Dr Nicholas Balfour and colleagues at Sussex University were recipients of funding from BBKA in 2018 for an unusual and interesting project on building an online data base of pollinator interactions.  This is intended to be open access when it becomes active (hopefully later in 2020) so that anyone can search it for any plant and any pollinator.  

The Database of Pollinator Interactions  is now live and can be accessed here 

The Database of Pollinator Interactions (DoPI)

The importance of flower-insect interactions in maintaining global biodiversity, ecosystem resilience and agricultural output is well established. However, significant concerns remain about pollinator and plant populations declines and shrinking distributions. For example, more than 40 British bee, wasp and butterfly species have become extinct in the last two centuries 1. While many potential causes have been identified, the long-term decline of flowers in our landscapes is considered a key factor2,3.

Despite the vital importance of pollinator -plant interactions, remarkably little is known about the flower preferences of many pollinator species, or which insects pollinate many flower species, and how these interactions change in space and time. To fill this gap we have created, to our knowledge, the world's first online, open access, pollinator-plant interaction database.

The Database of Pollinator Interactions (DoPI) documents British pollinator-plant associations. DoPI unites the disparate publications currently scattered throughout the scientific literature with unpublished reports and databases into a single online depository. DoPI was constructed by Drs Nick Balfour, Maria Clara Castellanos and Chris Johnson, and Profs Dave Goulson and Andrew Philippides of the University of Sussex, with financial support from the British Beekeepers Association and the Eva Crane Trust. We thank our funders and the researchers and organisations who have kindly contributed their data. We hope that DoPI will prove to be a useful tool and source of information for researchers and conservationists, and perhaps also farmers, horticulturalists, gardeners, and beekeepers.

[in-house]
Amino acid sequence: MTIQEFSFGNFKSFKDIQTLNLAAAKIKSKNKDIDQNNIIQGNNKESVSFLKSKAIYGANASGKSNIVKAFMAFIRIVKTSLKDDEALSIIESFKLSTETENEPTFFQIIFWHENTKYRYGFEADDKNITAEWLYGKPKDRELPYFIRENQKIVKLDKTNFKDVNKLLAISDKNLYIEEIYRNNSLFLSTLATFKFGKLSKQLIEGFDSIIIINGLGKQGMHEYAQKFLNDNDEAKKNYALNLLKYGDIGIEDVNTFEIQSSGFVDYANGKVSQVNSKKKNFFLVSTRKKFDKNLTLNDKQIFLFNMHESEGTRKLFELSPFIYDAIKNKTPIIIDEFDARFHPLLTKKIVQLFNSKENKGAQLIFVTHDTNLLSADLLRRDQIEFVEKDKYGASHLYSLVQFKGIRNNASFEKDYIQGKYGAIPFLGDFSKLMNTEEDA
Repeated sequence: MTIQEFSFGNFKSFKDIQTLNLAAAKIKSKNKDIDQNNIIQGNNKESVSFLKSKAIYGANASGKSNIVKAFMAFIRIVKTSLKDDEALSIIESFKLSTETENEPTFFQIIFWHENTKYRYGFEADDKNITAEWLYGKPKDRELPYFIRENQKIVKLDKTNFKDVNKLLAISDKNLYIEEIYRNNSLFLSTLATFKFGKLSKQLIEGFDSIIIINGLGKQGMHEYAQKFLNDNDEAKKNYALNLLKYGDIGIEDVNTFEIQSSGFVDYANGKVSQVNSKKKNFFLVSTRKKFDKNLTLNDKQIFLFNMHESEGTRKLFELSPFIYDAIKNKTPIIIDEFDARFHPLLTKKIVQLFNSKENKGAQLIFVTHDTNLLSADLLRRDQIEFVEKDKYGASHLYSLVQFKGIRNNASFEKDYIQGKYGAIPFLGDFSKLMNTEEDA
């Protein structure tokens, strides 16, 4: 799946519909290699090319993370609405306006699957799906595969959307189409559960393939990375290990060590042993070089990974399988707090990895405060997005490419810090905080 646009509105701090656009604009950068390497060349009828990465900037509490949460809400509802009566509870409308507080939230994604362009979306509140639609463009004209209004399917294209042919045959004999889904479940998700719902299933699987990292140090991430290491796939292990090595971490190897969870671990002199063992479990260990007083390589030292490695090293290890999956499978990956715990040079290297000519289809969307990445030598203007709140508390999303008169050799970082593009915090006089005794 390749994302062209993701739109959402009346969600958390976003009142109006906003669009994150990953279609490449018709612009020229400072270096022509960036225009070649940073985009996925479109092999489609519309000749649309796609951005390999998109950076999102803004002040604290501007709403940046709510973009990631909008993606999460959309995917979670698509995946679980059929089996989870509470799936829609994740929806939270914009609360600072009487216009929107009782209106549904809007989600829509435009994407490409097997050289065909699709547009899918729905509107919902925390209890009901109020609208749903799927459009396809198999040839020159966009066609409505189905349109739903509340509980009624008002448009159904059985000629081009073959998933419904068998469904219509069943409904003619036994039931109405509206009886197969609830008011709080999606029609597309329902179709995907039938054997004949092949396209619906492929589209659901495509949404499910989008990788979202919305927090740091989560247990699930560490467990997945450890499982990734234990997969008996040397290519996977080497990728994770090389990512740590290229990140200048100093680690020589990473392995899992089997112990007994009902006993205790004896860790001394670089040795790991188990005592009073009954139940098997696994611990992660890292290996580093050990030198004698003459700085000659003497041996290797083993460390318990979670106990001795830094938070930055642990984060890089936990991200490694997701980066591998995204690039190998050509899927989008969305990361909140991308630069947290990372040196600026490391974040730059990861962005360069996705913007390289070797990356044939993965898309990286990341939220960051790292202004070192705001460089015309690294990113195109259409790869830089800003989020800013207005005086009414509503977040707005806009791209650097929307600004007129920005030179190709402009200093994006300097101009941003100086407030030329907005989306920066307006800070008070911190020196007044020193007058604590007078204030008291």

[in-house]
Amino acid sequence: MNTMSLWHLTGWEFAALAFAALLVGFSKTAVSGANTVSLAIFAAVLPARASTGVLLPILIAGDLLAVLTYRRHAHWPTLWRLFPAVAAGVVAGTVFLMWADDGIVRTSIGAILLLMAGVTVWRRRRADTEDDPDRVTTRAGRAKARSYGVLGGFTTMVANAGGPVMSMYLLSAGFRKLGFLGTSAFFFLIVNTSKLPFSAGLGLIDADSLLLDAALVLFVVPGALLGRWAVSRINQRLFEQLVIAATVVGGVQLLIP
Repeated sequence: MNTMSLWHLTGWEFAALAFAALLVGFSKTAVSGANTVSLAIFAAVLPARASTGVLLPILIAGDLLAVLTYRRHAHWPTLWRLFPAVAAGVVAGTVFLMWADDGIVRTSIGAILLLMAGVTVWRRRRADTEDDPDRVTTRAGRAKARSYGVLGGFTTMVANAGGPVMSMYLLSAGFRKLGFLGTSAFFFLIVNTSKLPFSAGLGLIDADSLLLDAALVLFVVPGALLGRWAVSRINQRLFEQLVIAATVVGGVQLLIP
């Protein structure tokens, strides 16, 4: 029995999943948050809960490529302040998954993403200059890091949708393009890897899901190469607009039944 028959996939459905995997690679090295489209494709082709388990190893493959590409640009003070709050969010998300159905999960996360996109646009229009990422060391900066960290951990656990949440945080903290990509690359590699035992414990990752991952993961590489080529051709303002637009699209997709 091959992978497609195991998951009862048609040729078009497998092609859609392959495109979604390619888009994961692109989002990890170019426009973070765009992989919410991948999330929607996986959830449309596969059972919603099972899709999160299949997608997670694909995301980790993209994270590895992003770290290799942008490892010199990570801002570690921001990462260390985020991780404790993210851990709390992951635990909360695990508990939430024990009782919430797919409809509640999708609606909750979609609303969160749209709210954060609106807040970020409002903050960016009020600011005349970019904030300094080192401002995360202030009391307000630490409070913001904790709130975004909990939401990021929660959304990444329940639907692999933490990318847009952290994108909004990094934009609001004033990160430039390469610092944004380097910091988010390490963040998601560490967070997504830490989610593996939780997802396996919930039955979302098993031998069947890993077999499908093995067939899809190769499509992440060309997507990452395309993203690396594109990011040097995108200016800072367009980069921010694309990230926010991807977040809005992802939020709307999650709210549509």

The data comprises records of pollinator and plant interactions from the published scientific literature or submitted datasets. The taxonomy of British (native, naturalised and exotic) plant and pollinator species follows those of the National Biodiversity Network . Currently, users may search and filter the stored data via the online interface using five categories: (a) pollinators (groups, common names or taxonomic rank), (b) plants (groups, common names or taxonomic rank), (c) habitat type, (d) location, and (e) date (years, months and months in years). Initially, searches return a table summary. Further details (including date, location, source publication details etc.) can be viewed by selecting entries in the ‘Interaction’ column or downloaded as comma separated values (CSV) files. Data will continue to be added and we welcome any further contributions. Please report factual errors, dubious records, missing data, and web errors to [email protected].

The website will be hosted on the University of Sussex website.  Please click here to access the Database of Pollinator interactions


  1. Balfour, NJ, Ollerton, J, Castellanos, MC, Ratnieks, FLW, 2018. British phenological records indicate high diversity and extinction rates among late-summer-flying pollinators. Biological Conservation, 222, 278-283.

    2. Goulson D, Nicholls E, Botías C, Rotheray, EL 2015. Bee declines driven by combined stress from parasites, pesticides, and lack of flowers. Science, 347, 1255957.

    3. Ollerton J, Erenler H, Edwards M, Crockett R, 2014. Extinctions of aculeate pollinators in Britain and the role of large-scale agricultural changes. Science, 346, 1360-1362.